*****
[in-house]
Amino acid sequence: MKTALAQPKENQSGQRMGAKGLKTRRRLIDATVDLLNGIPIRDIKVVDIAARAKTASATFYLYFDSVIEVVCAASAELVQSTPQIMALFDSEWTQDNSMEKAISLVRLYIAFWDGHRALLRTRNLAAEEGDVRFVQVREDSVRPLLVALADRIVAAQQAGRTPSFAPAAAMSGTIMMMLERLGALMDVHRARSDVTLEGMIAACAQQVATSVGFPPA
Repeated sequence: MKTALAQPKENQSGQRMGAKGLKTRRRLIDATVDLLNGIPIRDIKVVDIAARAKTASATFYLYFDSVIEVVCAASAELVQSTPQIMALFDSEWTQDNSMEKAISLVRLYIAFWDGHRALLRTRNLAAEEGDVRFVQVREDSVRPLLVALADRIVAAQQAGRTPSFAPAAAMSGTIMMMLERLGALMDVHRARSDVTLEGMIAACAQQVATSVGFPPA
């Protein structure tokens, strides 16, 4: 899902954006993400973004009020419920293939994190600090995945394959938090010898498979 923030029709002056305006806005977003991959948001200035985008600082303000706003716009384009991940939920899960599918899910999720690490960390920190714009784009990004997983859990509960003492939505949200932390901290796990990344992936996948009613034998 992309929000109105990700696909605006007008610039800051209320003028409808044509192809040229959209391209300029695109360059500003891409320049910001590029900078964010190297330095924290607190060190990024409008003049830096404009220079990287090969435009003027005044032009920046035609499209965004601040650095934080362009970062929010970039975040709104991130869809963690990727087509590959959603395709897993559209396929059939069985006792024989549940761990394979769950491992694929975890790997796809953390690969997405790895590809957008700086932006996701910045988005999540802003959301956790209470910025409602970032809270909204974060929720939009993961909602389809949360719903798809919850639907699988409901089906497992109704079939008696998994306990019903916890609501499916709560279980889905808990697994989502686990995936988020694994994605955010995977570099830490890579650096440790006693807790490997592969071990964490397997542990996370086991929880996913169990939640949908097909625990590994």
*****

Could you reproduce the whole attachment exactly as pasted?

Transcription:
[in-house]
Amino acid sequence: MKTALAQPKENQSGQRMGAKGLKTRRRLIDATVDLLNGIPIRDIKVVDIAARAKTASATFYLYFDSVIEVVCAASAELVQSTPQIMALFDSEWTQDNSMEKAISLVRLYIAFWDGHRALLRTRNLAAEEGDVRFVQVREDSVRPLLVALADRIVAAQQAGRTPSFAPAAAMSGTIMMMLERLGALMDVHRARSDVTLEGMIAACAQQVATSVGFPPA
Repeated sequence: MKTALAQPKENQSGQRMGAKGLKTRRRLIDATVDLLNGIPIRDIKVVDIAARAKTASATFYLYFDSVIEVVCAASAELVQSTPQIMALFDSEWTQDNSMEKAISLVRLYIAFWDGHRALLRTRNLAAEEGDVRFVQVREDSVRPLLVALADRIVAAQQAGRTPSFAPAAAMSGTIMMMLERLGALMDVHRARSDVTLEGMIAACAQQVATSVGFPPA
């Protein structure tokens, strides 16, 4: 899902954006993400973004009020419920293939994190600090995945394959938090010898498979 923030029709002056305006806005977003991959948001200035985008600082303000706003716009384009991940939920899960599918899910999720690490960390920190714009784009990004997983859990509960003492939505949200932390901290796990990344992936996948009613034998 992309929000109105990700696909605006007008610039800051209320003028409808044509192809040229959209391209300029695109360059500003891409320049910001590029900078964010190297330095924290607190060190990024409008003049830096404009220079990287090969435009003027005044032009920046035609499209965004601040650095934080362009970062929010970039975040709104991130869809963690990727087509590959959603395709897993559209396929059939069985006792024989549940761990394979769950491992694929975890790997796809953390690969997405790895590809957008700086932006996701910045988005999540802003959301956790209470910025409602970032809270909204974060929720939009993961909602389809949360719903798809919850639907699988409901089906497992109704079939008696998994306990019903916890609501499916709560279980889905808990697994989502686990995936988020694994994605955010995977570099830490890579650096440790006693807790490997592969071990964490397997542990996370086991929880996913169990939640949908097909625990590994």